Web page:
What is tolerance? We are often told to be more tolerant, and yet there must be limits to what that can mean. It depends on what the existing social situation is, which will determine how we should respond. Is a person asking for tolerance only out of self-interest, in an effort to make us more tolerant of their questionable behavior? If the situation was one of name calling, at the bottom of the chart below, such that they just proclaimed you some descriptive swear word, and then claimed that you should be more tolerant, it would seem reasonable, in that situation, to be less tolerant and more confrontational, but be sublimely polite and serene while doing it.


Tolerance of argument can be categorized into action types.

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As we move up the chart it doesn’t seem that tolerance is clearly in order until we reach the level of a well reasoned counterargument. When another person is still beneath that level, in the mode of simple contradiction, our tolerance needs be expanded only to being politely tolerant until they have spoken long enough to make their position of contradiction clear. Once that is clear we no longer need to be tolerant of their argument, and only tolerant of them as persons unfortunately locked into an non-rational idea. That is a condition we are all exposed to and we shouldn’t be too abrasive about our modest level of commitment to tolerance. When a person presents us with a clear refutation of our argument based on a mistake we have made in some detail, our being tolerant is reasonable and we may even thank them for their correction of our failure. At the highest level, if there is refutation of our central argument in a clear and unchallengeable way, based on unquestionable facts and obvious conclusions, then we should express our greatest possible tolerance and profound thanks for the instruction.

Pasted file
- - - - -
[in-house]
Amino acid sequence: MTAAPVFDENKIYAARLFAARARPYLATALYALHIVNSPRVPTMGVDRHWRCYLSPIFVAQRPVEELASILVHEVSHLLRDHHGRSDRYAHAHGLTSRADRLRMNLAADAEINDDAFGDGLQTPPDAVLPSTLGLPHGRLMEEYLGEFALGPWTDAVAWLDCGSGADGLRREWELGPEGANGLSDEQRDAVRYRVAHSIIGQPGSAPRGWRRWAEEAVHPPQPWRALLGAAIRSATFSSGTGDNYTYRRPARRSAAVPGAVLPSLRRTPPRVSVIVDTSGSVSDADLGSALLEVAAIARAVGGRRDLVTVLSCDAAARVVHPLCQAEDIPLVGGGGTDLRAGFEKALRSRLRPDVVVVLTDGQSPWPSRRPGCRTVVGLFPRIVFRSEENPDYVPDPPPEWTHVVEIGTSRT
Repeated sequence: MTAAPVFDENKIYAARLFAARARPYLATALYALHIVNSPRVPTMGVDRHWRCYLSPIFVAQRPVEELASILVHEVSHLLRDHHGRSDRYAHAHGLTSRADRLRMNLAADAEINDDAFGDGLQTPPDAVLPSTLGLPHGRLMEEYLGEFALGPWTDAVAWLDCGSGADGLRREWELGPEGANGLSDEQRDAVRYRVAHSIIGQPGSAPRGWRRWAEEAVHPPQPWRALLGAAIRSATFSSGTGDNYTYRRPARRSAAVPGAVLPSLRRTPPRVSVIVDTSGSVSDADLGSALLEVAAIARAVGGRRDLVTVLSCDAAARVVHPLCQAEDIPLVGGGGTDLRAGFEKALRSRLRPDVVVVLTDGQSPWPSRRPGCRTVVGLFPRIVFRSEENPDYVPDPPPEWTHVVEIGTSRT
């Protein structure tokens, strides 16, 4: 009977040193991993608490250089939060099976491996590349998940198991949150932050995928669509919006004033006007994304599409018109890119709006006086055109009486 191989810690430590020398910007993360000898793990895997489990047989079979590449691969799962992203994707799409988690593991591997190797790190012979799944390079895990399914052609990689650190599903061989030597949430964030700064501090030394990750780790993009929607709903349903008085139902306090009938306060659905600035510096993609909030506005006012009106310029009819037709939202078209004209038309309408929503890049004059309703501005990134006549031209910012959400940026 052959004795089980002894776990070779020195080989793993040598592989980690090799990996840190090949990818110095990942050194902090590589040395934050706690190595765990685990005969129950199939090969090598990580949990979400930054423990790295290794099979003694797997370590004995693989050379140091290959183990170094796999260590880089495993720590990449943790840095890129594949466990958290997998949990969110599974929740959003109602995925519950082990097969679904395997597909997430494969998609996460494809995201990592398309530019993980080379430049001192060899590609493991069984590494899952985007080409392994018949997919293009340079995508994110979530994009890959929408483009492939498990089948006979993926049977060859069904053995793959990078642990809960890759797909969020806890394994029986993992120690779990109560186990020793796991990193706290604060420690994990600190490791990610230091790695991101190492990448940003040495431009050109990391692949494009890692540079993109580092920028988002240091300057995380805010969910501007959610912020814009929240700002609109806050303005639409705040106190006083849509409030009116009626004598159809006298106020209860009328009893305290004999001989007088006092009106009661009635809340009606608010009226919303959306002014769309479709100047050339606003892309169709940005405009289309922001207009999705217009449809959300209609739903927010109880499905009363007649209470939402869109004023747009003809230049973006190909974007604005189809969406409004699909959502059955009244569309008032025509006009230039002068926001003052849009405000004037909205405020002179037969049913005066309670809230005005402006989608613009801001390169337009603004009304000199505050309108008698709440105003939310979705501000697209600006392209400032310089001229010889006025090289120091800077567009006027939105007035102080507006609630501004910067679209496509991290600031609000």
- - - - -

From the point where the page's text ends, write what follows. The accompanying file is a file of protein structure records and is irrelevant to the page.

The lower levels, such as responding only to the tone of our presentation, or Ad Hominem challenges based solely on our authority and not even considering the evidence we present, don’t require us to use but very little of our time or tolerance relating to them before moving on to more substantive subjects and people.

Tolerance is to be given to those who deserve it.